Northamptonshire man one of the first in the UK to have new laser eye operation

Consultant Opthalmologist Mark Wevill (in scrubs) with Greg Pawsey.
Consultant Opthalmologist Mark Wevill (in scrubs) with Greg Pawsey.

A Northamptonshire man has become one of the first people in the UK to have a new type of lens implant, in 10 minute operation while he was fully conscious.

Salesman Greg Pawsey 52, from West Haddon, said the laser eye operation has enabled him to throw away his reading glasses for the first time in seven years.

He was given a tiny Raindrop inlay, a lens the size of a pinhead, so-called because it is the shape of a droplet and made of a substance called hydrogel which is also used in contact lenses.

Hydrogel is 80 per cent water which makes it more compatible with the eye than other corneal implants.

After having anaesthetic droplets applied, the lens was placed in a flap in the cornea or clear part of his non-dominant eye using a painless laser procedure with Greg conscious throughout.

The Raindrop lens corrects near and medium vision by adjusting the curvature of the cornea, causing its central section to become slightly steeper. This helps to overcome presbyopia and many patients like Greg can throw away their reading glasses afterwards.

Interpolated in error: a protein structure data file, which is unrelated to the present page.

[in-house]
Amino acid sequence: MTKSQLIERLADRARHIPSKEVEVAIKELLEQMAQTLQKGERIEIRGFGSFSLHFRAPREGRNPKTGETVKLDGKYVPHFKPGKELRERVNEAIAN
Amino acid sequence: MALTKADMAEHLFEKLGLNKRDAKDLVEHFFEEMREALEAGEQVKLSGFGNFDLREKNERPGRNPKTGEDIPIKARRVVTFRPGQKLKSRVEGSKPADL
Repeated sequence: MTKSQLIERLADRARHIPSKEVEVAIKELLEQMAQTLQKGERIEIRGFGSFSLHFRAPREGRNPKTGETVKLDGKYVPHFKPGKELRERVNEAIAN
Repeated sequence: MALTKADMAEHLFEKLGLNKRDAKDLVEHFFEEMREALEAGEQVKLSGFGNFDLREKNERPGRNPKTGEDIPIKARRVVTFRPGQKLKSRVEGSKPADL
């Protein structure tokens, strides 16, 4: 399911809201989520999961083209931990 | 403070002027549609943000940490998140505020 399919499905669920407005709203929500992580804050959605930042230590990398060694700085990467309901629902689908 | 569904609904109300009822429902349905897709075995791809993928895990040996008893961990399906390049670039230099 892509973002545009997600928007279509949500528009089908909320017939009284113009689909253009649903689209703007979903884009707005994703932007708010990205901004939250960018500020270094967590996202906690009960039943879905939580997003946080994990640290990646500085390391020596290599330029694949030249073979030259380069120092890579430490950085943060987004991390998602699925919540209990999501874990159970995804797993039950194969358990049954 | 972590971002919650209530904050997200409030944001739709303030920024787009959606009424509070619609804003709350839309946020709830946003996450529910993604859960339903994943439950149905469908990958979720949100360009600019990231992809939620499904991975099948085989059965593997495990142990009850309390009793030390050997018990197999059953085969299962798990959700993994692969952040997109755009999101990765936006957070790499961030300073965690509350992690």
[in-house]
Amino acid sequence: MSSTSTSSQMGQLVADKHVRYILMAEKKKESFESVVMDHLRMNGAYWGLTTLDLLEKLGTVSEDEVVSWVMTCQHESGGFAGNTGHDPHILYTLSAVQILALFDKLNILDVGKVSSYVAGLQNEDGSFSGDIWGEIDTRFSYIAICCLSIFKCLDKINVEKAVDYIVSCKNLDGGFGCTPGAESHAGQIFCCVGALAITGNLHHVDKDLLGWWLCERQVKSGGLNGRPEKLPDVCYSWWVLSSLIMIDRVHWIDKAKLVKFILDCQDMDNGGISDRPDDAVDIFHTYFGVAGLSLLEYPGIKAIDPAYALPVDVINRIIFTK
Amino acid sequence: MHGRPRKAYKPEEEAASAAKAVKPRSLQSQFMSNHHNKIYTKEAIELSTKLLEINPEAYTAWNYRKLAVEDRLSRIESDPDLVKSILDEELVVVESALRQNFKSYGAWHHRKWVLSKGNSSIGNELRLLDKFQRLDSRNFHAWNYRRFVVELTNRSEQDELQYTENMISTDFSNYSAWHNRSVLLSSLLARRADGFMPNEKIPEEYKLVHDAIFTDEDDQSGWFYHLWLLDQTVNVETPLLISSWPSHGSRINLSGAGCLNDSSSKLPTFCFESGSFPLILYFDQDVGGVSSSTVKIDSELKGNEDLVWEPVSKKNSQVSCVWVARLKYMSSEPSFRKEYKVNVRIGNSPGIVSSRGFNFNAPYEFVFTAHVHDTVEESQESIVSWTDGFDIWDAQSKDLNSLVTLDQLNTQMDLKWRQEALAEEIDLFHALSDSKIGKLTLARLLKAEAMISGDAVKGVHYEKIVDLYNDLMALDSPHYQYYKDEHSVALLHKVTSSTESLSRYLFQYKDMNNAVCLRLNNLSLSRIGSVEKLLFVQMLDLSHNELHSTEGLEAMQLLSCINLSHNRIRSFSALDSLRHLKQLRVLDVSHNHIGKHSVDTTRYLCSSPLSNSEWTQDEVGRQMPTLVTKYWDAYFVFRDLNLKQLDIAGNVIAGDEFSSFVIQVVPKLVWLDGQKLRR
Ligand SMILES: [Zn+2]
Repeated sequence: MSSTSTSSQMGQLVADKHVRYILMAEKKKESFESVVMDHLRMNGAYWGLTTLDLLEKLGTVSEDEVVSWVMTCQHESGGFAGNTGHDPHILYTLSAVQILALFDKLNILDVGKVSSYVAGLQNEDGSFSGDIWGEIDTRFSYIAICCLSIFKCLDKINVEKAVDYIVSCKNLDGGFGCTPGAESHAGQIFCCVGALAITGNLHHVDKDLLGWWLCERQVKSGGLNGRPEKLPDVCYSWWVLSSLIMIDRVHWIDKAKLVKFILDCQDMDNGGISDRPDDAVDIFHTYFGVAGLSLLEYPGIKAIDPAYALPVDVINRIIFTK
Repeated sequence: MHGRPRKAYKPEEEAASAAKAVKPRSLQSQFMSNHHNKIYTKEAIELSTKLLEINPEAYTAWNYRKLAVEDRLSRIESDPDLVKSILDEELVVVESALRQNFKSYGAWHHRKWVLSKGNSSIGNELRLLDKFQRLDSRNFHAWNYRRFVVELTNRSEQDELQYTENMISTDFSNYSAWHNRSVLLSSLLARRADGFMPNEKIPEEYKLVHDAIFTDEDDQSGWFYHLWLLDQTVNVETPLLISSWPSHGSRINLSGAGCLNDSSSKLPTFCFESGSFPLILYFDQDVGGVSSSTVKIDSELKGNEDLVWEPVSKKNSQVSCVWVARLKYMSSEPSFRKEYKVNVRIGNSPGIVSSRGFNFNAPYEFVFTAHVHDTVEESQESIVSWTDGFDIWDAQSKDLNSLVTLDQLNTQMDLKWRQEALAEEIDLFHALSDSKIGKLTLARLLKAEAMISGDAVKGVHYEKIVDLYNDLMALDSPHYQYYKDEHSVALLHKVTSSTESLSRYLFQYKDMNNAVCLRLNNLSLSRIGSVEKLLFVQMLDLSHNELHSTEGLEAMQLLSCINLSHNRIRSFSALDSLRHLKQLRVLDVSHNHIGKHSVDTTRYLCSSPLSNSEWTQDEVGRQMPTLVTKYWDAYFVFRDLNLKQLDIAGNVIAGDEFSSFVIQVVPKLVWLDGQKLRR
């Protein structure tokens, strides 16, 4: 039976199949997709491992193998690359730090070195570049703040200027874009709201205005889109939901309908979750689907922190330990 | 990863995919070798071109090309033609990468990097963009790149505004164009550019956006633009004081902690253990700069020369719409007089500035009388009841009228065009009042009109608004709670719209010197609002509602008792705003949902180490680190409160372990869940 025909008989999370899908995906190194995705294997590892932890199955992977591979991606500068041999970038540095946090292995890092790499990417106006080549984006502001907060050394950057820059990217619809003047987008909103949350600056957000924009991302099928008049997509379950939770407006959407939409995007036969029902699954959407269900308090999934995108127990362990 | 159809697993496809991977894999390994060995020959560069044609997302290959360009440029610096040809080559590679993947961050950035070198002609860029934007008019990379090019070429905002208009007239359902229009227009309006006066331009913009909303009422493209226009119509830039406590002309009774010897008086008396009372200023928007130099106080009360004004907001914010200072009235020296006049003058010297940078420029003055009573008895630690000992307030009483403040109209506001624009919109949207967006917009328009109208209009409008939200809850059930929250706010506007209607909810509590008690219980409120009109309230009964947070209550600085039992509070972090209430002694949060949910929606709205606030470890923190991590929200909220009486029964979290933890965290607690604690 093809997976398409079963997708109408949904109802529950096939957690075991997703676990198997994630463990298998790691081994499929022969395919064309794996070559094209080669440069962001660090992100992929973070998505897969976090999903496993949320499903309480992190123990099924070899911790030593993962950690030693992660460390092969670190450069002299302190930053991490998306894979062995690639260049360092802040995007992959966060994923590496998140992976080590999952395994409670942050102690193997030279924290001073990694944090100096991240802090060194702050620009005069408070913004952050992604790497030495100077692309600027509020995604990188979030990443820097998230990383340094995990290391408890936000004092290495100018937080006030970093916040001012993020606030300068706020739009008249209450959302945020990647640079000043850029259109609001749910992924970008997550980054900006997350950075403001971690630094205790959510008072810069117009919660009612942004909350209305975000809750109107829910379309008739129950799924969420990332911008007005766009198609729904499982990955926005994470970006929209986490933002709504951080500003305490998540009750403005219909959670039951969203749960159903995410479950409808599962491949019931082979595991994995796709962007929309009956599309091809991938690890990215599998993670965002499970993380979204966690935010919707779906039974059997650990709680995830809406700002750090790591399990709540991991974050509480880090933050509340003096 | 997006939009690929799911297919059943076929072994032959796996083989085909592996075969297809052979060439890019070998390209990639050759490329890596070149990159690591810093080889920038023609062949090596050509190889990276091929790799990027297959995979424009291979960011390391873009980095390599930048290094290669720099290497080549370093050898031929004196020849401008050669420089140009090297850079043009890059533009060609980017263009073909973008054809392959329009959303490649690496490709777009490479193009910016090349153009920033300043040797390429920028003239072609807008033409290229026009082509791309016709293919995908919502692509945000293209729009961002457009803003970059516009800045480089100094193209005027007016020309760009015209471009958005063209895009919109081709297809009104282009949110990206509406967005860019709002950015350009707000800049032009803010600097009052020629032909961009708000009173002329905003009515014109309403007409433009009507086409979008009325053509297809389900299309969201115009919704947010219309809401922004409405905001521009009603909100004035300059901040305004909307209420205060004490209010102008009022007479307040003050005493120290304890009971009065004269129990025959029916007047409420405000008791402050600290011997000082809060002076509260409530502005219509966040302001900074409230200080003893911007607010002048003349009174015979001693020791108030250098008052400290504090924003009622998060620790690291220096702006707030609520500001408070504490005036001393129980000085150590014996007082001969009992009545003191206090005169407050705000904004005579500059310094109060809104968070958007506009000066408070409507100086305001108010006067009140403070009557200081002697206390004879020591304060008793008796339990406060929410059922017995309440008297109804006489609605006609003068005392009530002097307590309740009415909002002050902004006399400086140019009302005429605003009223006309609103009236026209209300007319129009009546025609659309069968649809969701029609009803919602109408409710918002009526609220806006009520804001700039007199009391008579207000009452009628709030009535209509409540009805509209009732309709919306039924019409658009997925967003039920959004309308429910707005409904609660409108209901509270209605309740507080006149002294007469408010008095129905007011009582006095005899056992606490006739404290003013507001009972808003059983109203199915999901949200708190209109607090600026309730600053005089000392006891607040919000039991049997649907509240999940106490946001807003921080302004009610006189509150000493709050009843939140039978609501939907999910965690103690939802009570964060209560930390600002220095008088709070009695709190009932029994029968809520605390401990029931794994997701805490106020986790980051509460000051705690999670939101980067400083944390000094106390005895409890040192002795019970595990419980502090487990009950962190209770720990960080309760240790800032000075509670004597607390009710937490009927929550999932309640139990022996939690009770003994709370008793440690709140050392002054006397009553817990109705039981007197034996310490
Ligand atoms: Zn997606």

In his mid-40s Greg began suffering from presbyopia, the condition that causes the eye to lose the ability to change focus from distant to near objects.

This is a natural part of ageing and one reason why people need reading glasses in middle age.

“Although I had glasses, I was forever losing them which drove me mad though when I heard about the Raindrop implant I was pretty sceptical I’m also quite squeamish and I really hated the idea of anything near my eye but I plucked up courage and thought I’d give it a go.”

Mark Wevill, of Space Healthcare Clinic in Leamington Spa, which is offering the surgery, said: “Raindrop can’t stop eyes from ageing” but it can help correct the natural deterioration in eyesight caused by the ageing process.”

The clinic says the operation is less invasive than other laser eye surgery procedures and is also reversible.

Although they cannot say exactly how long it will last, they believe the inlay may remain in position for many years and only need to be removed if other eye conditions develop later in life.

The clinic says most people can see objects up close almost immediately after the procedure and their near sight continues to improve over the following weeks and months.”

For Mr Pawsey, one benefit was the lack of disruption to his busy life.

“Before, I was straining to read or having to fumble for my glasses to read restaurant menus or identify watch specifications. I could see a bit better within a day or two but it took me almost two weeks to get properly used to it.

“Best of all, I haven’t needed glasses since and it’s really transformed my life.”